Quota Effects Moderated by Descriptive Gender Representation within Legislatures: A Cross-National Analysis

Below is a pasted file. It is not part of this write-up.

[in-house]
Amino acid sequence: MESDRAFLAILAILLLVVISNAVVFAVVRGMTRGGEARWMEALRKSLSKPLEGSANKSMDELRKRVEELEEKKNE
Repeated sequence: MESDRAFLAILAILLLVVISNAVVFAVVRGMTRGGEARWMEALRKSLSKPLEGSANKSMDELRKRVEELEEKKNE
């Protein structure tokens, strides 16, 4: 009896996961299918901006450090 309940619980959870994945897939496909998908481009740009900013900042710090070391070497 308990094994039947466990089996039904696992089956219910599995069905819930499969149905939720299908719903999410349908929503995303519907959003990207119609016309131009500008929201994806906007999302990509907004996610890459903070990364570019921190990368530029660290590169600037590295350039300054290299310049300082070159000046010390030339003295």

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This study revisits the links between gender quotas and gender egalitarian outcomes by focusing on the role of gender representative legislatures. Specifically, it investigates whether gender quotas have a substantive and symbolic effect on societal outcomes, and whether the link is moderated by women’s descriptive representation changing over time. This study sheds empirical light on both outputs (or process) and outcomes (or impact) of a quota policy and offers insight into pathways by which increased women’s representation within legislatures reinforces or weakens the effect of the quota policies. The panel data analysis drawn from 169 countries over the recent three decades (1990-2017) reveals a significant interactive effect of quotas and women’s representation in legislatures, suggesting that quotas’ societal impact increases as women’s representation increases, but with diminishing returns to a certain point. The findings corroborate the 30% level to which gender quotas as a policy tool significantly impact women’s political empowerment and raise questions on the validity of the critical mass argument in the political setting.